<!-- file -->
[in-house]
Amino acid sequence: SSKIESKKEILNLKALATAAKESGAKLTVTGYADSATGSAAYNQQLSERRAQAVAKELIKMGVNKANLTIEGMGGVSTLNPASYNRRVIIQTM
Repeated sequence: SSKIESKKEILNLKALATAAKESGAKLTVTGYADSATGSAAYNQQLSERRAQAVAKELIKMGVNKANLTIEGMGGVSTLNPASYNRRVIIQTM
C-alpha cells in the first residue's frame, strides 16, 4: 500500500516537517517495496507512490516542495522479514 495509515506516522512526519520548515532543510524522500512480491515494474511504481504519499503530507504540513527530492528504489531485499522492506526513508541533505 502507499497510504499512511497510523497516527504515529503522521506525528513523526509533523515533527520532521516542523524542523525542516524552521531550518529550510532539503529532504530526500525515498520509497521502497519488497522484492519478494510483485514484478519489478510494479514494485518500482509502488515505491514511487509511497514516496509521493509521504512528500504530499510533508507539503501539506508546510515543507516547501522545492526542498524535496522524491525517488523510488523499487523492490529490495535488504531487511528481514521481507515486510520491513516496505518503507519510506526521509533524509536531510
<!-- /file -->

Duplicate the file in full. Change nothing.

[in-house]
Amino acid sequence: SSKIESKKEILNLKALATAAKESGAKLTVTGYADSATGSAAYNQQLSERRAQAVAKELIKMGVNKANLTIEGMGGVSTLNPASYNRRVIIQTM
Repeated sequence: SSKIESKKEILNLKALATAAKESGAKLTVTGYADSATGSAAYNQQLSERRAQAVAKELIKMGVNKANLTIEGMGGVSTLNPASYNRRVIIQTM
C-alpha cells in the first residue's frame, strides 16, 4: 500500500516537517517495496507512490516542495522479514 495509515506516522512526519520548515532543510524522500512480491515494474511504481504519499503530507504540513527530492528504489531485499522492506526513508541533505 502507499497510504499512511497510523497516527504515529503522521506525528513523526509533523515533527520532521516542523524542523525542516524552521531550518529550510532539503529532504530526500525515498520509497521502497519488497522484492519478494510483485514484478519489478510494479514494485518500482509502488515505491514511487509511497514516496509521493509521504512528500504530499510533508507539503501539506508546510515543507516547501522545492526542498524535496522524491525517488523510488523499487523492490529490495535488504531487511528481514521481507515486510520491513516496505518503507519510506526521509533524509536531510